Council reviews project funding

County might ask private lenders to finance building, plant expansion

May 20, 2007|By Mary Gail Hare | Mary Gail Hare,Sun Reporter

Concern over the price tag of two capital construction projects has County Council members calling for alternative financing, using private instead of public money to build a $40 million county administration building in Bel Air and a $60 million expansion to a trash-to-steam plant in Joppa.

Those are but two of the $370 million in capital projects included in the county administration's nearly $1 billion spending plan, and both likely will top the agenda Tuesday as the council proposes final amendments to reconcile expenditures with revenue.

"Everyone realizes that these are two projects that should move forward," said council President Billy Boniface. "Instead of a battle Tuesday night, we are looking for solutions."

One solution could be alternative financing. Instead of borrowing millions through bond issues and burdening taxpayers with years of loan payments, the county could look to the private sector. The approach being talked about by county officials is essentially a lease-to-own arrangement. The government gives the project to a builder or developer, who pays for construction and then leases the building to the government until it is paid off.

There is precedent in Harford: The school board built its $11 million administration building two years ago with private funding.

"Reliance on a third-party private market will get a capital project done sooner," said Thomas Fidler, school board vice president and a commercial lender. "We tried to get that building built for 15 years and never made it through the budget process."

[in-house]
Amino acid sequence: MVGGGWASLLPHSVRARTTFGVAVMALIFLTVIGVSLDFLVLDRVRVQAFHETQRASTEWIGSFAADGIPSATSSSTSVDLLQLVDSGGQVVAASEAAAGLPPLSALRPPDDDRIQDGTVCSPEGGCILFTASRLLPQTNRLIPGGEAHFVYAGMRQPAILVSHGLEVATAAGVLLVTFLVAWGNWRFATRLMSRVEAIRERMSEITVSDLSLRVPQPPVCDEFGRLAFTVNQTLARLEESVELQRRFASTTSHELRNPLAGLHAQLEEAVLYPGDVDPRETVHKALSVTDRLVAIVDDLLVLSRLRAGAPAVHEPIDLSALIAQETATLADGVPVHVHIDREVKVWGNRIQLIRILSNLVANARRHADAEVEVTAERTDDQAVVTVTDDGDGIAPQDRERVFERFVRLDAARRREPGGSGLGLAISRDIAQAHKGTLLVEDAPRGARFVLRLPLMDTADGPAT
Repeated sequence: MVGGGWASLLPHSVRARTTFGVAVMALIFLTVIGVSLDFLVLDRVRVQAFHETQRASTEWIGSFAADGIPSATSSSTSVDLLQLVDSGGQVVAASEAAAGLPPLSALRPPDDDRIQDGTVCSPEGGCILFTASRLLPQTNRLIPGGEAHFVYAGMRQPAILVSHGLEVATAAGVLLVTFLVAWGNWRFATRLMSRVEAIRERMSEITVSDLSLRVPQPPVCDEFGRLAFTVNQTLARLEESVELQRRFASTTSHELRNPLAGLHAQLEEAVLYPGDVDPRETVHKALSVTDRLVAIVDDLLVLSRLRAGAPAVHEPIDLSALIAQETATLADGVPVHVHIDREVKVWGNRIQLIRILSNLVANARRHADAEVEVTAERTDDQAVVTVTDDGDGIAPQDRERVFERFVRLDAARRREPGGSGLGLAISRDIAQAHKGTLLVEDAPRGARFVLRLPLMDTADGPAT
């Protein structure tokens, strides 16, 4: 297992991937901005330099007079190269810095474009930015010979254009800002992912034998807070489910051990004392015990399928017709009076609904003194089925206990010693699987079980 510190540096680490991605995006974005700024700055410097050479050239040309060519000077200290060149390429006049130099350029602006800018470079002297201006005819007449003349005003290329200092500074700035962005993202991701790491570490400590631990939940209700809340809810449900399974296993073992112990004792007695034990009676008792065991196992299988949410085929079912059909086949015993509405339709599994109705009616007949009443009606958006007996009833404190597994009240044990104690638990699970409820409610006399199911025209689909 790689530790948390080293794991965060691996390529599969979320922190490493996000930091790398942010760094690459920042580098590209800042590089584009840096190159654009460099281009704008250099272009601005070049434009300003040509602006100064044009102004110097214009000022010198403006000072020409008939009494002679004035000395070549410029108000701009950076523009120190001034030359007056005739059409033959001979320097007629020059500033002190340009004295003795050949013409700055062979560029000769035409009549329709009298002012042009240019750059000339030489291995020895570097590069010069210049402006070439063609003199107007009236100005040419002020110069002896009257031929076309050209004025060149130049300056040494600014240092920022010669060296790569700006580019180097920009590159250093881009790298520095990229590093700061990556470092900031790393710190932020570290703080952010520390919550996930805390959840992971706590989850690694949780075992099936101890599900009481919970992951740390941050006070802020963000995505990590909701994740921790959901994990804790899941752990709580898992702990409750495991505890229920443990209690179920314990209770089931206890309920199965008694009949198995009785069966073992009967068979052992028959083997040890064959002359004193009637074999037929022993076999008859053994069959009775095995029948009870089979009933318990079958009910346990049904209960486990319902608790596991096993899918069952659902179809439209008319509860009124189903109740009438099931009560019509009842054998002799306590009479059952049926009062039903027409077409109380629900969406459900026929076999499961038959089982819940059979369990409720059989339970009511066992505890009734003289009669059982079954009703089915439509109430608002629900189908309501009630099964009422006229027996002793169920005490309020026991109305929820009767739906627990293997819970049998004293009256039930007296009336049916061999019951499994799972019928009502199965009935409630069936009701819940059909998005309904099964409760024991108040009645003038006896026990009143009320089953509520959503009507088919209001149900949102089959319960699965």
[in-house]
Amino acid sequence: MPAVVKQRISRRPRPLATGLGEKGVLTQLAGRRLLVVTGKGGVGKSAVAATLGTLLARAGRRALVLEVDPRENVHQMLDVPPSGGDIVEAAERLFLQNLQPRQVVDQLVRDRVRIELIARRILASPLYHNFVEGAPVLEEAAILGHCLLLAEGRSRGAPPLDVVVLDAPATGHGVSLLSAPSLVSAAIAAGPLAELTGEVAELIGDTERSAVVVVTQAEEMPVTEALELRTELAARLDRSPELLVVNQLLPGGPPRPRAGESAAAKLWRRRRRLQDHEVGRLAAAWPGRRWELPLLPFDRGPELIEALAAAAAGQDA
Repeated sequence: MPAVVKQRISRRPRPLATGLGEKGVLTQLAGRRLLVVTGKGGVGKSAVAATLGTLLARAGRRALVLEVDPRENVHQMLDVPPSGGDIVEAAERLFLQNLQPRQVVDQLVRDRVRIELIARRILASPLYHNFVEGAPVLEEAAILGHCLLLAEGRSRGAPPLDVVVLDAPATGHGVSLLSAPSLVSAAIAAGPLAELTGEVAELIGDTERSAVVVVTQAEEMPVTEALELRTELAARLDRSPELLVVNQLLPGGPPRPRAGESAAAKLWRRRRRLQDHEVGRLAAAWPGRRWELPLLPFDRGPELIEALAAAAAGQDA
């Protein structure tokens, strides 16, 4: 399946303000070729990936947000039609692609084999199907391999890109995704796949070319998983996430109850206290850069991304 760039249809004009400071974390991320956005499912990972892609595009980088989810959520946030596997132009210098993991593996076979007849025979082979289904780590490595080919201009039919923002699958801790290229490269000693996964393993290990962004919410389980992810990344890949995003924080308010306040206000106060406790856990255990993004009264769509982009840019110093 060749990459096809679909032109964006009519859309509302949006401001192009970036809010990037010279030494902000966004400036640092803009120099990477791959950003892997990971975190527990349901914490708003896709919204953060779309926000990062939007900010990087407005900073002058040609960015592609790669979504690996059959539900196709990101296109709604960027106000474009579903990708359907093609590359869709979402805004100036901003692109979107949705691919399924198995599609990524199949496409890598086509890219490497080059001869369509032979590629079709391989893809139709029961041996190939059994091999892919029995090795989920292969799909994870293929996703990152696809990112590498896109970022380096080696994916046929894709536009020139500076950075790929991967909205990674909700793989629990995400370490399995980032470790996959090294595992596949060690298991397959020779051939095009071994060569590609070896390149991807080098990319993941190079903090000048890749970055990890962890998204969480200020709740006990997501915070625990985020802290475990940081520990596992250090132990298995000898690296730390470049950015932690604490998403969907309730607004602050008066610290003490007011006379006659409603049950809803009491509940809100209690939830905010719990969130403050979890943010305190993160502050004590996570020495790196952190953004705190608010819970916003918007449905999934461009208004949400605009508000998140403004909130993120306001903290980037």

At the time, the board was spending so much for rent at more than a dozen locations, it became cost-effective to build one headquarters, he said. The administration moved into the building in January 2006. The annual rent for one building is about the same as all the previous rentals combined, but this outlay is more like a mortgage and will result in county ownership of the building within about 20 years.

The traditional funding philosophy is to borrow money at low interest. But that also entails a lengthy approval process, especially for school construction, Fidler said. It is frequently two to three years from planning approval to groundbreaking, and building costs increase during that time. Letting private industry finance the project might cost a few more percentage points in interest, but those costs are offset by escalating construction fees, Fidler said.

"The time involved in getting a public project approved costs us more in efficiency and effectiveness," Fidler said.

County officials envision a five-story office building that would consolidate functions from 12 locations spread throughout Bel Air, Forest Hill and Edgewood.

The proposed expansion of the 19-year-old Harford Resource Recovery might pay for itself. A larger plant would increase the output of steam energy, which the plant sells to Aberdeen Proving Ground, a base that will undergo significant growth within the next four years.

"We are certainly hopeful that the council looks beyond the recommendation to all the benefits of these projects, which both have to be addressed," said Robert Thomas, a county spokesman.

Opposition to keeping the projects in the budget appears to be growing. The county's budget advisory board, a volunteer residents group that attends budget hearings and reviews fiscal documents, has recommended seeking private instead of public money to build them.

"We are not against the new buildings, but there needs to be a revenue stream to build them," said Robert Johnson, advisory board chairman.

Councilman Dion F. Guthrie said he will push for alternative financing.

"We can't strap the county with these two big projects," Guthrie said. "We have to look elsewhere for financing."

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